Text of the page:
For youth in these situations—who come into the system from high-violence communities, or who have suffered physical, sexual or emotional abuse at the hands of a caregiver or witnessed substance abuse by a family member—system involvement only serves to build upon their traumatic past. It weakens their already fragile emotional states, and destroys their coping mechanisms, leaving them unable to “bounce back” from system involvement and successfully rejoin society. This cycle of trauma is why so many youth who enter the system never leave it.
How Can We Solve This Problem?
Advocates have begun to identify ways that courts can better serve traumatized youth when they enter the system in order to prevent further traumatization. Here are some examples:
1. Attorneys must be educated on the high rates of childhood trauma—particularly among youth entering the juvenile justice system—and must hold courts and agencies accountable for making sure that the juvenile justice system helps—not harms—youth. To help do this, the American Bar Association’s Center on Children and the Law published a trauma assessment toolkit for attorneys. At the same time, the U.S. Attorney General and the U.S. Department of Justice created the Defending Childhood Initiative to address childhood trauma.
Juvenile Law Center hosted a convening in January 2013 with national experts from the legal, mental health, and public health fields to discuss the effects of trauma on system-involved youth. Our convening explored how trauma research can lead to new legal arguments that would help lawyers better advocate for traumatized youth, both in the courtroom and in institutional placements like juvenile detention facilities.
Harmful practices like strip-searching or shackling youth can be traumatizing and should only be allowed in the most extreme cases.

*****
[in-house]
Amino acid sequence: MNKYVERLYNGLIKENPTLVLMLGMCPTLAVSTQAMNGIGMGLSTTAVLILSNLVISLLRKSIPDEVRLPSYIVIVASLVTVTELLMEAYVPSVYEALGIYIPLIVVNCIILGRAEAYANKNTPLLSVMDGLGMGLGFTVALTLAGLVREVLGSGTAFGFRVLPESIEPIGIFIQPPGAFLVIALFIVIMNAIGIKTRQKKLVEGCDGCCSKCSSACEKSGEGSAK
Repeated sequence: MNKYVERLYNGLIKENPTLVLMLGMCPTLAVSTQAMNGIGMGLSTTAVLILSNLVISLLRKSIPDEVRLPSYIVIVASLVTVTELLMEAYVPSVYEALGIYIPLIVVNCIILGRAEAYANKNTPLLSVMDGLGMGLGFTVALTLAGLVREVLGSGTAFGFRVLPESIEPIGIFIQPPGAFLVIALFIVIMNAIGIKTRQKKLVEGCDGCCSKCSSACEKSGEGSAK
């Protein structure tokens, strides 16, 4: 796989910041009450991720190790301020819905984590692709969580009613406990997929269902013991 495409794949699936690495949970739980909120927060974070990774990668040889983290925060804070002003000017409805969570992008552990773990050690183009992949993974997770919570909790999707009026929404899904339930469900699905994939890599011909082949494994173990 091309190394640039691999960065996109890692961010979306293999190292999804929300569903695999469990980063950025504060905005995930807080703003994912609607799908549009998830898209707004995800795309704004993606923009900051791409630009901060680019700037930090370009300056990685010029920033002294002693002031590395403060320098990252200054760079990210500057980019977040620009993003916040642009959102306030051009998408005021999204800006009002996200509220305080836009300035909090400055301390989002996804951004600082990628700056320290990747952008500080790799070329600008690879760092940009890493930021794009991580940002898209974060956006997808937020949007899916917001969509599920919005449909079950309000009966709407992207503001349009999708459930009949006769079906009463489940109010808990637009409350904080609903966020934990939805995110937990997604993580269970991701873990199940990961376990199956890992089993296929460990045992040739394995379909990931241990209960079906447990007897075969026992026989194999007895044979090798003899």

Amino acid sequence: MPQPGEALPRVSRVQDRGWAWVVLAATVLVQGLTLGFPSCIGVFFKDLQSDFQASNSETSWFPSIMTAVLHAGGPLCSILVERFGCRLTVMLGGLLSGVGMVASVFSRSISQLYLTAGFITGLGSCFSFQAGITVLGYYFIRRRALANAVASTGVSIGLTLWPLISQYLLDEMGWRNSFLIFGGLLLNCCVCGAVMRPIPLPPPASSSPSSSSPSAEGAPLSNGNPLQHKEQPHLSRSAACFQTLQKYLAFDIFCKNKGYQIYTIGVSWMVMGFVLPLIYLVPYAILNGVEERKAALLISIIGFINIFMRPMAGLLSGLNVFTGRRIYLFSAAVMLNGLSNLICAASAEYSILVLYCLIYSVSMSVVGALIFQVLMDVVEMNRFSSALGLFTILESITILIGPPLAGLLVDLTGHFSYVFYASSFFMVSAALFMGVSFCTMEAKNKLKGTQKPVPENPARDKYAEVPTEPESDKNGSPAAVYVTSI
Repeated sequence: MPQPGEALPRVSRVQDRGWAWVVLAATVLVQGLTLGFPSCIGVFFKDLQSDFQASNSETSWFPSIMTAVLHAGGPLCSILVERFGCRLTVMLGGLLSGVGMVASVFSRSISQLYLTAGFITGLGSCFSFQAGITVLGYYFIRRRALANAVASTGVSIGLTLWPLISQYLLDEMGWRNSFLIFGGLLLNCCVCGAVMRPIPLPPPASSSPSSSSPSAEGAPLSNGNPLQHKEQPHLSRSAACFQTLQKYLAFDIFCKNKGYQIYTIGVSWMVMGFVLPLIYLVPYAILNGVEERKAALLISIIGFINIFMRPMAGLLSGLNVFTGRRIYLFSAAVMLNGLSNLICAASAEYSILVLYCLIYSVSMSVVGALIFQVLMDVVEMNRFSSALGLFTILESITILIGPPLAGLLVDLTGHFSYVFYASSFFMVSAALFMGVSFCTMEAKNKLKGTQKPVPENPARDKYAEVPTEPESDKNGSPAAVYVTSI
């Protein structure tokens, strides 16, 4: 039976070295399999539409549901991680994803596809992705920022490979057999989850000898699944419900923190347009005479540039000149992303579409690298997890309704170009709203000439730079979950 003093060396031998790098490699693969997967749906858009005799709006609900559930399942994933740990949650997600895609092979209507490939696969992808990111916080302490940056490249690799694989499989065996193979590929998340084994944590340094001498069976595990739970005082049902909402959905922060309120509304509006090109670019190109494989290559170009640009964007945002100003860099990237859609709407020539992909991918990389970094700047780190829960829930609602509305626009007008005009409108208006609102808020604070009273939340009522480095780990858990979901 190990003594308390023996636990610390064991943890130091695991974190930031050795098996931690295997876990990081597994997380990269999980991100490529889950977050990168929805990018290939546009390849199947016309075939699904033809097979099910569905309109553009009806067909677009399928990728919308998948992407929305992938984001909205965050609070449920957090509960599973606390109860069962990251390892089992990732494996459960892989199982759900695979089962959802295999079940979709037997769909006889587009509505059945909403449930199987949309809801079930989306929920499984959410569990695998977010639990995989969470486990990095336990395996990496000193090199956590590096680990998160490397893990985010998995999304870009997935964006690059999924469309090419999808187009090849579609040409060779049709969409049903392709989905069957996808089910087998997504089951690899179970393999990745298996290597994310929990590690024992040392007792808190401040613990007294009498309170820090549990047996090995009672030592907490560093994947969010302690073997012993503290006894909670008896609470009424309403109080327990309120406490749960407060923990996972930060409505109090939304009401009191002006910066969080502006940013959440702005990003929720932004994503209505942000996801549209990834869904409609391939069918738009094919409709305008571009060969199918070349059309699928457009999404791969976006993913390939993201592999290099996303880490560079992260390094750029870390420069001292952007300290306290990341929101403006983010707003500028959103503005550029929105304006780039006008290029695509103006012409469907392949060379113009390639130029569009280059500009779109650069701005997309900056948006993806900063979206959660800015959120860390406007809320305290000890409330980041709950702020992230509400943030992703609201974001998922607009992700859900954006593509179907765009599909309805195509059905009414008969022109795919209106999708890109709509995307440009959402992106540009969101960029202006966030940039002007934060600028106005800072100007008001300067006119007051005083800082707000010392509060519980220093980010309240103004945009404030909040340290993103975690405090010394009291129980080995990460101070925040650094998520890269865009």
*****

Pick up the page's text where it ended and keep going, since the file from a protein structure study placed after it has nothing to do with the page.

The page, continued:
Stay tuned for our forthcoming report on our findings from that convening—or sign up for our email list to be the first to know when this publication is issued.
2. Policymakers must enact bans on practices like shackling and strip-searching that unnecessarily traumatize children. As we argued in our amicus brief to the U.S. Supreme Court in a 2009 school strip-search case: strip searches inflict harm on children and should only be conducted if the benefit from discovering contraband outweighs the harm inflicted upon the child. Under any other circumstance or if done by someone other than law enforcement, this act would be considered sexual assault. Restraining kids during court proceedings—in handcuffs, chains, or shackles—is also a harmful practice that the Pennsylvania Supreme Court, in light of the “kids-for-cash” scandal, now strongly discourages through its Rules of Court. These practices should be allowed only in the most extreme cases.
3. Children and their families should have access to high-quality, trauma-informed interventions and supports in the community – both prior to or in lieu of system involvement. The best way to avoid re-traumatizing youth through juvenile justice system involvement is to keep them out of the system altogether.
We readily acknowledge the prevalence and reality of PTSD among veterans coming home from war. It is time to recognize that many children experience comparable forms of exposure to violence, instability, fear and trauma in their own homes and in their communities. We must make sure that the system itself—which at its best is supposed to help youth—doesn’t add to their suffering.